And bam, we got Roe v. Wade. And then Roe v. Wade chipped away at the family by vesting the right to take the life of the child in the mother. And they literally spent years and millions of dollars telling men, you don’t have a say.

This is a woman’s body. It’s her choice. So now we’ve divided the family because if Dad said, I want the child, and Mom said, it’s too stressful for me to have this child, then she could abort that child without Dad’s knowledge. Or if Dad said he didn’t want the child, the converse was true too. She could have the child and hold him accountable for the next 18 years of that child’s life. So now you have a wedge that has been put between the wife and her husband because only she gets to decide what is going to happen with the child in her womb. And that’s how the family breaks apart.

I know that was a very long, convoluted answer, but we need that history to understand the dynamic of the family today. Yeah. Do you know what percent of children who are aborted are aborted by a married woman versus maybe someone who’s not married? Or do you know what that might look like? The lion’s share of the children being aborted, it’s about 86% are to single women because women are not getting married today like they were back in the 50s and the 60s. About 4%, I just read something earlier today that suggests that it’s about 4% of the abortions are by married women, but the lion’s share of them are unmarried women. Yeah. So the attack on family seems to, yeah, it definitely, I feel like there’s a strong, it feels like very strong correlation to me when it comes to the, yeah, the attack on family and the attack on, well, the next generation of children who may not be born yet. Right. And so one of the things that they never talk about that should have been considered is what happens to that child who grows up without a dad in the home?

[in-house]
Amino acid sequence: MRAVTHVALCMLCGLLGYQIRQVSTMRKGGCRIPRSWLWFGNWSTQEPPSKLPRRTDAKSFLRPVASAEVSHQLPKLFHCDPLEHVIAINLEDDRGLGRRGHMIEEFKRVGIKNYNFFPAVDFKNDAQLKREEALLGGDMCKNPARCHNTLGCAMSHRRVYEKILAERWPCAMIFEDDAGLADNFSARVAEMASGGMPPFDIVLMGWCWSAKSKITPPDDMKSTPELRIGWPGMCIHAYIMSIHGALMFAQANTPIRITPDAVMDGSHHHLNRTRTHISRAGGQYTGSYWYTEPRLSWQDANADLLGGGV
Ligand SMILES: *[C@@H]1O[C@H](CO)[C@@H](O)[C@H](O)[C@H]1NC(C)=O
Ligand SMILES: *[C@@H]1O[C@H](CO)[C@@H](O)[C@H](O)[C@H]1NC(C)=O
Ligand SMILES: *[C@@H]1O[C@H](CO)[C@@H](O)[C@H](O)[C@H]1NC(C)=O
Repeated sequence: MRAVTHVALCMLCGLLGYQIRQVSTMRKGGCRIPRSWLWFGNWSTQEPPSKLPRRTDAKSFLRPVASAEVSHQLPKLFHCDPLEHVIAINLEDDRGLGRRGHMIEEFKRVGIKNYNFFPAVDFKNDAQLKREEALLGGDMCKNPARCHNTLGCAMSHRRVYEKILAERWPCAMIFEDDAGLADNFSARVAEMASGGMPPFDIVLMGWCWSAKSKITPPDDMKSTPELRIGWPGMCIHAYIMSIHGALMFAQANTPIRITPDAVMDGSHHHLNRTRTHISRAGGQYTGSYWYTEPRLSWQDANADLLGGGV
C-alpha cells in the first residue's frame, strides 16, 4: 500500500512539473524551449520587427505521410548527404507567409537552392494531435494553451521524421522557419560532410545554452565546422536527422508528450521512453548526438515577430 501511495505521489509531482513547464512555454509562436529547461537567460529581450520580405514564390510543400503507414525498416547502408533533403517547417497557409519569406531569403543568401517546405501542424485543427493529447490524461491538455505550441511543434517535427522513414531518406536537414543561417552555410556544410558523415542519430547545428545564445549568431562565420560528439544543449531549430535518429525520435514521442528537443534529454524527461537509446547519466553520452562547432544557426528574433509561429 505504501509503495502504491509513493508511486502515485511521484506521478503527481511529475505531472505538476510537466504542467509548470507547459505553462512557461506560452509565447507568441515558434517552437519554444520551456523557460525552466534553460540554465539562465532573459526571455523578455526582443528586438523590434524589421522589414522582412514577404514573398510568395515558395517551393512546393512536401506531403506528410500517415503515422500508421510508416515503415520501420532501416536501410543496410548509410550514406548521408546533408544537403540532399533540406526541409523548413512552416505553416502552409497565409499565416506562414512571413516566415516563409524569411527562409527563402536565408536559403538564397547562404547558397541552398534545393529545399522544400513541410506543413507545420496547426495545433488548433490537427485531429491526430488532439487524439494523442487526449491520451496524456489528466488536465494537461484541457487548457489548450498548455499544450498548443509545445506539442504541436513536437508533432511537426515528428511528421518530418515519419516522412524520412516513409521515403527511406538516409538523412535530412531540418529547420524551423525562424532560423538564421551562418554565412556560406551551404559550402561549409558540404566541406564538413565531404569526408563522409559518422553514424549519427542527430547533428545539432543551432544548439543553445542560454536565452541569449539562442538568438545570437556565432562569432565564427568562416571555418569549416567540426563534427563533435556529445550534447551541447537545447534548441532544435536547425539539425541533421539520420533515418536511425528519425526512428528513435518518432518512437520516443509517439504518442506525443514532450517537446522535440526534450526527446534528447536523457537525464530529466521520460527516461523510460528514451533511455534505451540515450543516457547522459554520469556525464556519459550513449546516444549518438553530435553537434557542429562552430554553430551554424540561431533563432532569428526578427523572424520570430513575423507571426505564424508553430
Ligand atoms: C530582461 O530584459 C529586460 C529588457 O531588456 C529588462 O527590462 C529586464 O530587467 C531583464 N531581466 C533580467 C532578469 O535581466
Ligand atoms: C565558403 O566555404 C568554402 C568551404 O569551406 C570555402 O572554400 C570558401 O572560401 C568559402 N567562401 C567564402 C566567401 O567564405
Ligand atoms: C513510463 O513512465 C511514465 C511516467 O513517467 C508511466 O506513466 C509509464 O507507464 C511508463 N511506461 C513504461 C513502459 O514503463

What’s the effect on that child? And we don’t talk about that, but that’s something that we need to, because even the animals understand the value of having dad in the home. And I’m going to tell you this story about these elephants in Africa. There was elephants on a reserve in Africa and there were too many elephants. And so the owners of the reserve decided that they were going to take some of the males to another reserve several hundred miles away. Not too long after they did that, they began to notice that the animals, other animals in reserve were turning up dead. And so they thought they had poachers who were coming at night and like the white rhinoceros that was an endangered species, they thought poachers were coming to get the horn off the rhinoceros or whatever.

So they put cameras up in the reserve to try to see if they could catch these poachers. And what they found was it was not poachers. It was the teenage male elephants that were running lawlessly throughout the compound and they were killing the other animals. So then they had the problem of trying to figure out how they were going to get some of the males back to the reserve to see if that made a difference. And when they brought those male elephants back, the rampaging and the destruction that they had been deserving in the dad’s absence immediately stopped. And that dad elephant reined in his teenage prodigy and the destruction and rampaging stopped. That same thing is true, I think, in human families.

If we do it according to God’s design, mom and dad and baby, then we will see a lot of the other problems we are facing, the lawlessness, especially in the inner cities today, will get diminished if dad comes home. If we begin to restore the ancient landmark, if you will, of family, of mom, dad, and children, not just mom alone. Wow, that’s an excellent point and story to draw out that truth. That makes a lot of sense. Can you tell us more about Alan Gutenmacher and what he did to make abortion on demand? Well, what did he, yeah, tell us more about Alan Gutenmacher. Yeah, Alan took over Planned Parenthood when Margaret Sanger retired.